The Clean Power Plan emphasizes flexibility.  Under the proposed rules, states may reduce emissions by making changes across their entire electrical sector.  Rather than requiring carbon emission coal plants to shut down, states can choose from a menu of options including investing in energy efficiency, installing renewable power generation, and participating in “cap and trade” programs.  After signing the new regulations, Gina McCarthy, the E.P.A. Administrator, remarked that the plan would do two things:

“First, setting achievable, enforceable state goals to cut carbon pollution per megawatt hour of electricity generated. And second, laying out a national framework that gives states the flexibility to chart their own, customized path to meet their goals.”

This approach mirrors the Danish model, which sets a nationwide annual electricity savings goal and then divides the annual share of savings across three sectors: oil, electricity, and natural gas and district heating.  Trade associations representing each sector then determine what percentage of those electrical savings each member company will be responsible for in proportion with their market share.  As long as the entire sector meets its yearly target, it makes no difference if an individual company fails to hit its targets.  Similar to the “cap and trade” system proposed by the new E.P.A. regulations, Danish companies can buy, sell, or trade certificates for energy savings to address shortfalls or monetize excess energy savings.

The E.P.A.’s plan advocates a multi-pronged approach to decreasing emissions.  First, power generation from existing, aging plants can be shifted to newer, more efficient plants or replaced with clean sources of power, including nuclear, solar, and wind.  In addition to reducing emissions from power generation, the approach advocates investing in technologies that make energy use more efficient in homes and business.  Under the Clean Power Plan, by 2030 the carbon pollution from the power sector across the U.S. is projected to be 30% less than when compared with 2005 levels.

While a significant step in the right direction, the Plan is missing a few key initiatives.  The Danish model includes the development of “smart grids,” wind farms, intelligent meters, new transmission lines, and the expansion of energy generation through biogas and biofuel.  In the transport sector, Denmark is undertaking a program of creating a network of mass-transit, bike “super-highways” connecting suburbs to the capital, electric car re-charging stations, and promoting the infrastructure required for hydrogen cars.  An energy renovation network has been established with participation from more than 100 different companies, interest groups, and universities, and is tasked with developing initiatives to optimize energy savings.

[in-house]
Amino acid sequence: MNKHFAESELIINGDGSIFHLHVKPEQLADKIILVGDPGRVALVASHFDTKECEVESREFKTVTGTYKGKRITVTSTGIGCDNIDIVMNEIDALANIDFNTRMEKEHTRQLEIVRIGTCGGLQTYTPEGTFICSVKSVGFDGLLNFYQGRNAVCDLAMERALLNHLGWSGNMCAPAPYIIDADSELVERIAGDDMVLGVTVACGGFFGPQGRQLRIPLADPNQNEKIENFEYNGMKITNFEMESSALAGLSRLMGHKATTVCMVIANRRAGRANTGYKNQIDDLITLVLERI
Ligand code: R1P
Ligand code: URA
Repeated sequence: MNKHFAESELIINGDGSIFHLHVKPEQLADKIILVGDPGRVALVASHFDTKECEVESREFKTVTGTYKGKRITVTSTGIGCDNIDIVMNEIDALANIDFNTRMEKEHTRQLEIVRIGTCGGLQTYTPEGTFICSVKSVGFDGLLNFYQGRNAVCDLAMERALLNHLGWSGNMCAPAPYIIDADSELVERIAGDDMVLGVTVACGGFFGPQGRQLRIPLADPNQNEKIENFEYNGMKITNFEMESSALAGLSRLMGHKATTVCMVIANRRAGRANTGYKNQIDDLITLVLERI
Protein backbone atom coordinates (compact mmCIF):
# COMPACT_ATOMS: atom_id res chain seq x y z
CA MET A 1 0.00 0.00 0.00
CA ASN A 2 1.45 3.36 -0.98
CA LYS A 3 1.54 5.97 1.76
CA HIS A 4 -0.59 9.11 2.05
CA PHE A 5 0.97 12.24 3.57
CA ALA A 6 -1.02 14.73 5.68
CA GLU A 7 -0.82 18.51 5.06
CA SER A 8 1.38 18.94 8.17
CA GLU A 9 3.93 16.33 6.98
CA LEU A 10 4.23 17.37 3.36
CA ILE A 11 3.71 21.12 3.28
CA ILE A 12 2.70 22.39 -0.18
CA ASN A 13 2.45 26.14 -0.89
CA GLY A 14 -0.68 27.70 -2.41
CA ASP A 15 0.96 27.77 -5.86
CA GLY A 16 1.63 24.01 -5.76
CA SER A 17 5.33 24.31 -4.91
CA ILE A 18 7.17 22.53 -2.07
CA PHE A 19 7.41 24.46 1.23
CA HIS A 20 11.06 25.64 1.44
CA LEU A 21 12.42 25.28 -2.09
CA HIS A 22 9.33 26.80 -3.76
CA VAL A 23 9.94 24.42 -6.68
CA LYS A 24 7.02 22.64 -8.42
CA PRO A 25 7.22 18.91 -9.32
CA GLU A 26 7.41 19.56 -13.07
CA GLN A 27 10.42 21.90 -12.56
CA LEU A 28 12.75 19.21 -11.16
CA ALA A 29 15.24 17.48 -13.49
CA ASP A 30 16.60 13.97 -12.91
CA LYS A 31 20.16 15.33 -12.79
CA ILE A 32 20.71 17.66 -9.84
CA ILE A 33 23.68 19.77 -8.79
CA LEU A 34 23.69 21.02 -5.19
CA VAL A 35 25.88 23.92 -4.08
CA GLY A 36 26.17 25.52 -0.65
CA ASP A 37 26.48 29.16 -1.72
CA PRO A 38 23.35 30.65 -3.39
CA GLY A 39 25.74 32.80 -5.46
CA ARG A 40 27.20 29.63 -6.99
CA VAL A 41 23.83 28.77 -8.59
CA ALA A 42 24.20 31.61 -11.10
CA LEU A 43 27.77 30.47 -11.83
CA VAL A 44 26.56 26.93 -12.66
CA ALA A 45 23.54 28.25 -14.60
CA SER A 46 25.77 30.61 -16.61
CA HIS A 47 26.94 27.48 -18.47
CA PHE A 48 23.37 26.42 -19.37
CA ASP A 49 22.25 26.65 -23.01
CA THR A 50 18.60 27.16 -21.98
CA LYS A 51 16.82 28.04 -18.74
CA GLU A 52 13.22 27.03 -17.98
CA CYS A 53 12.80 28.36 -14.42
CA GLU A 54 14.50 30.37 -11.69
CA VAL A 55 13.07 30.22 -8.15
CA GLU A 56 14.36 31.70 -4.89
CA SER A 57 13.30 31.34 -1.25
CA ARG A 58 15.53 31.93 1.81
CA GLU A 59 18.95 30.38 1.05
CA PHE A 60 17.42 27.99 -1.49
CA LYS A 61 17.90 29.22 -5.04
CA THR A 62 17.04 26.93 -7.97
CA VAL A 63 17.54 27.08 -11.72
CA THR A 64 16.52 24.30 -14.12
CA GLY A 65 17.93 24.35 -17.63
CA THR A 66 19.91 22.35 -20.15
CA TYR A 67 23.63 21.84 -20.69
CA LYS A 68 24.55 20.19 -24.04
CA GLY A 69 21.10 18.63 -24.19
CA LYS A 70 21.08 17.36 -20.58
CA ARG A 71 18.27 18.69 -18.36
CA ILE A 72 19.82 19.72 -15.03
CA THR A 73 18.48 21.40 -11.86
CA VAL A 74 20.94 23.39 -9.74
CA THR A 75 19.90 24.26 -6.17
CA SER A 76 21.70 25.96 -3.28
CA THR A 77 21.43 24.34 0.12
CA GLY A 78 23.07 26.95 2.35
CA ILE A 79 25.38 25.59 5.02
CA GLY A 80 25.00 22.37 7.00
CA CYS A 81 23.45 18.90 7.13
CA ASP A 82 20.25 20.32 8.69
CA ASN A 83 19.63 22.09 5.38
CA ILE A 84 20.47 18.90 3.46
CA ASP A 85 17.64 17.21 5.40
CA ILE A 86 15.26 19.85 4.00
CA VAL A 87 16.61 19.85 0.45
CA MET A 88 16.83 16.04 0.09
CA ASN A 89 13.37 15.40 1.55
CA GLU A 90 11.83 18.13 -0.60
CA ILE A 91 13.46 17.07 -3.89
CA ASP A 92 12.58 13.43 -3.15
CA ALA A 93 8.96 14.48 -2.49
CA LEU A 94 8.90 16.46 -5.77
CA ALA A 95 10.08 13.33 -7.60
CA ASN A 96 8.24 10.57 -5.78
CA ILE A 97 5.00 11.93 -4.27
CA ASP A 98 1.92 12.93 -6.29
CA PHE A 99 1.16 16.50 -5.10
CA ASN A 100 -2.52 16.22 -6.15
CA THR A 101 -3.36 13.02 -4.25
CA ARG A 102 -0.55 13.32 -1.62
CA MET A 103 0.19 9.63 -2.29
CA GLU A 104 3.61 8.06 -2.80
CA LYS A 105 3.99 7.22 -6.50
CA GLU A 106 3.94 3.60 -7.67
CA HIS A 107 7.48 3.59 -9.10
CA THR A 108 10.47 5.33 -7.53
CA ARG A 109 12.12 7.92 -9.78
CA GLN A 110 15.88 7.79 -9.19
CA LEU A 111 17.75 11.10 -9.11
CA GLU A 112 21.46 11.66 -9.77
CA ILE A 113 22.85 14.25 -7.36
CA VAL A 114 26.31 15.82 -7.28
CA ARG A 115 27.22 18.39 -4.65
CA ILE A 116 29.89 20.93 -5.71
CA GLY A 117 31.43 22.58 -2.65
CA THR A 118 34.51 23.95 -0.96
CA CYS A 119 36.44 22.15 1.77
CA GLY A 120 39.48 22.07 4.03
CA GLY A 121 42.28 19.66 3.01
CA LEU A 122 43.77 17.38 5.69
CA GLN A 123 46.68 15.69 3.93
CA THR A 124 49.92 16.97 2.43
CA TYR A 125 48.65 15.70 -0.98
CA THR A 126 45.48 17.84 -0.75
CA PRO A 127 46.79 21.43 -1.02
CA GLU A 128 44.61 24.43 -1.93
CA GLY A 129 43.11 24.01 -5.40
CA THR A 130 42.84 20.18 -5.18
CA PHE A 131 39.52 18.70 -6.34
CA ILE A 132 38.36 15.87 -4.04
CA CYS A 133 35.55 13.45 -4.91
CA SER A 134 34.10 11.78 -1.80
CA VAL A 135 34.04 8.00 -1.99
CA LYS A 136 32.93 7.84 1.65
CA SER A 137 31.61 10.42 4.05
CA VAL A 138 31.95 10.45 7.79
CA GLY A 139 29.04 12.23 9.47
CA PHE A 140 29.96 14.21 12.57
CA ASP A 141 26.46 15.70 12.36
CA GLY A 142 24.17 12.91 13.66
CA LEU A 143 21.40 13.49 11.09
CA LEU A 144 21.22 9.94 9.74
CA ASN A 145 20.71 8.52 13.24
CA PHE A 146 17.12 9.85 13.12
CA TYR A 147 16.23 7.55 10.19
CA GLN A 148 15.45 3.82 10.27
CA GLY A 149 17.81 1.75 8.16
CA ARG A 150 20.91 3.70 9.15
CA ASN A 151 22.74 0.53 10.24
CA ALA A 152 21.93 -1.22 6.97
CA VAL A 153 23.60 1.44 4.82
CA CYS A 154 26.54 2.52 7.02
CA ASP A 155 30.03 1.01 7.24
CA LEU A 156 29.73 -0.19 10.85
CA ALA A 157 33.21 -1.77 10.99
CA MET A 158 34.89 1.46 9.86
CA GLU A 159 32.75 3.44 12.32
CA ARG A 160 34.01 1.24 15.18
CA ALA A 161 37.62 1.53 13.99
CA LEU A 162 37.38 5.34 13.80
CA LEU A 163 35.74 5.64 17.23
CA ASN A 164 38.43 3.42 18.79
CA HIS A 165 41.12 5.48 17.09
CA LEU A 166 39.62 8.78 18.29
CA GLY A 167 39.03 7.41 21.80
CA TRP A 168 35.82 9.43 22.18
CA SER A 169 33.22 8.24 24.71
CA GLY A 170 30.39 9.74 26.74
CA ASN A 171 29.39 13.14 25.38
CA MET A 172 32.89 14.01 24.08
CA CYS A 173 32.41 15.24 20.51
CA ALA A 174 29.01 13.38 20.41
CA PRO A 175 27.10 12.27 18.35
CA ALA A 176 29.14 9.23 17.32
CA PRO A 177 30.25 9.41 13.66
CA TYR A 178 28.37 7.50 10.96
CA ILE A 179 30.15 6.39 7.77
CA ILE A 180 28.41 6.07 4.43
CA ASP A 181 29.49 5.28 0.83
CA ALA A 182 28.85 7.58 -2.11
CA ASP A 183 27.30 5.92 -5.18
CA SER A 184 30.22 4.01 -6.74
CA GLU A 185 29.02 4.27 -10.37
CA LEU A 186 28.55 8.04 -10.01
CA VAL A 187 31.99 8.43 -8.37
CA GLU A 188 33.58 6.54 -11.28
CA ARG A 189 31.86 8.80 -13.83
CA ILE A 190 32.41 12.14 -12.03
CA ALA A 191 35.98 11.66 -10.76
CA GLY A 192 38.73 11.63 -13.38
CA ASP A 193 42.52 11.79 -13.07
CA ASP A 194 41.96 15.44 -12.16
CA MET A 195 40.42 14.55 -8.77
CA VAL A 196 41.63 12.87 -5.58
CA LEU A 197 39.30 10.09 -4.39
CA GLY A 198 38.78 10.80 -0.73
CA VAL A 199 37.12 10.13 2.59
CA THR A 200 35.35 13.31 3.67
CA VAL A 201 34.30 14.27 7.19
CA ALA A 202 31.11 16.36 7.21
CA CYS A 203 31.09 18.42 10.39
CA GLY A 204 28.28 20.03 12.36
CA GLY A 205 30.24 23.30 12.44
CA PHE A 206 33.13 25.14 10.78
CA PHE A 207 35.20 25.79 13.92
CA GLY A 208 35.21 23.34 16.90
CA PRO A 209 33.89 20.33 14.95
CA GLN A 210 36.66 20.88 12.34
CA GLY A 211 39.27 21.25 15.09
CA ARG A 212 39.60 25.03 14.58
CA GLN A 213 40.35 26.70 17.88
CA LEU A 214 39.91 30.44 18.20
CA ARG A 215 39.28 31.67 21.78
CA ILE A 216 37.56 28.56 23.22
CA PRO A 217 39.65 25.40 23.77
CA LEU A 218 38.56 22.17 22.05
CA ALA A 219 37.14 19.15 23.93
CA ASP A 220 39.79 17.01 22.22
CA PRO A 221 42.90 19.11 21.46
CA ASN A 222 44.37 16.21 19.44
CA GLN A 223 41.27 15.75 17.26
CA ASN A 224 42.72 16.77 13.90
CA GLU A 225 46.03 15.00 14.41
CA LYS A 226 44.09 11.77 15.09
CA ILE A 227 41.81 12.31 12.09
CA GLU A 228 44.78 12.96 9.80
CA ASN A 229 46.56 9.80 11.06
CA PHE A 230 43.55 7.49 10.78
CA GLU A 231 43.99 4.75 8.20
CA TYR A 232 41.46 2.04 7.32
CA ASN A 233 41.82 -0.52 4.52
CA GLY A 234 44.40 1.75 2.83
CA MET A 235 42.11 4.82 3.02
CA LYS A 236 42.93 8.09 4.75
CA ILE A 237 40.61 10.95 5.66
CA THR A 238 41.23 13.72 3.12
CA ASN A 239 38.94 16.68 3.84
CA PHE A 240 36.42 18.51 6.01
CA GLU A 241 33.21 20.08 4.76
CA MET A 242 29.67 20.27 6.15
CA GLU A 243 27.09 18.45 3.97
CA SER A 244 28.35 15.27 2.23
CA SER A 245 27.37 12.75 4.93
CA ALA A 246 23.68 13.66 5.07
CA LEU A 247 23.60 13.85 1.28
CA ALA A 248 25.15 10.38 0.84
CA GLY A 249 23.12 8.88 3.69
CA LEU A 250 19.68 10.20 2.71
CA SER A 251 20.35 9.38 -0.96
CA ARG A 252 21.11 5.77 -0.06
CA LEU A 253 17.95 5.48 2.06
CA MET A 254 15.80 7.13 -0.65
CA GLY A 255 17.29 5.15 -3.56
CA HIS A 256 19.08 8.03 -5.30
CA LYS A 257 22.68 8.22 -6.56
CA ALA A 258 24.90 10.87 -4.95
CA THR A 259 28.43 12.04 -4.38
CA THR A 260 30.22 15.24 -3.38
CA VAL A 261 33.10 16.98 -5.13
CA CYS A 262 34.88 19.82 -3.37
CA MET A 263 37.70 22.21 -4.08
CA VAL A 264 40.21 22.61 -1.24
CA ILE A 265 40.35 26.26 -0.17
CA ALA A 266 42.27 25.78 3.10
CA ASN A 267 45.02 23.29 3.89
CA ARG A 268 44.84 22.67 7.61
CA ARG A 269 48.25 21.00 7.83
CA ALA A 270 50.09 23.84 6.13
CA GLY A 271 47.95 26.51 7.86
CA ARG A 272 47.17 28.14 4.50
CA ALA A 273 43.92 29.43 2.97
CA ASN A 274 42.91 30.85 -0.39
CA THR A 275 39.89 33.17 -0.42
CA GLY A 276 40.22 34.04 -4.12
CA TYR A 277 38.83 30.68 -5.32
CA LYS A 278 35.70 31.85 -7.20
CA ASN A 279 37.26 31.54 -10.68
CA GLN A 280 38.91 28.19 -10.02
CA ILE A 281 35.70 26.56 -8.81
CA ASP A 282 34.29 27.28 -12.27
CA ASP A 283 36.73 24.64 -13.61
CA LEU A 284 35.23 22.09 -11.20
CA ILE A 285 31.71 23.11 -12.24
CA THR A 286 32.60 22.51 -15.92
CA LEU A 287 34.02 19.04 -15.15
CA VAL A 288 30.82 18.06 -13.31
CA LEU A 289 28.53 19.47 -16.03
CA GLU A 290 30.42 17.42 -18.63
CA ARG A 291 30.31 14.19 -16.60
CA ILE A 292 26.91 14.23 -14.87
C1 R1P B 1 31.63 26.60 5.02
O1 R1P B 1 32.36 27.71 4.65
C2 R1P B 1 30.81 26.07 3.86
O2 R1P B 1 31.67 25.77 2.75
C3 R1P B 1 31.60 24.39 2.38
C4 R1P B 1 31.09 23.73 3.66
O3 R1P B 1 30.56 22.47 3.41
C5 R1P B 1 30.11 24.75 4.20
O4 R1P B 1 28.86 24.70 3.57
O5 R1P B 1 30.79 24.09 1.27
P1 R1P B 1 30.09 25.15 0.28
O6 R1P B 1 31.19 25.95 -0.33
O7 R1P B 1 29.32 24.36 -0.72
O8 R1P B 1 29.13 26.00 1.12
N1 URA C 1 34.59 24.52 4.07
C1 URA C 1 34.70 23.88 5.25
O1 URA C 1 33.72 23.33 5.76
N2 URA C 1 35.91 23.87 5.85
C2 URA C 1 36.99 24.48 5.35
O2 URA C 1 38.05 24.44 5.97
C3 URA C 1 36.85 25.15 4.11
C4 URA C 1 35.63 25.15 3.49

Danish businesses have seized this initiative as an opportunity rather than a burden.  The construction industry is projected to experience a boom through retrofitting efficiency projects for public buildings and housing.  Danish companies developing these technologies are also exporting their expertise to foreign markets.  In China, the world’s largest energy consumer and a country dealing with major environmental challenges, Danish companies are selling technology and consulting on wind and biomass power projects.   As a result, the development of this technology is projected to create thousands of new manufacturing and research jobs in Denmark each year.

U.S. government and industry must take inspiration from the Danish model.  Developing comprehensive clean energy technologies, both in generation and in efficiency, will benefit not only the environment, but the U.S. economy as a whole.  Companies that develop and implement these clean energy technologies will be in a position to be global market-leaders in an industry that is projected to see massive growth as countries tackle the problems of energy efficiency and climate change.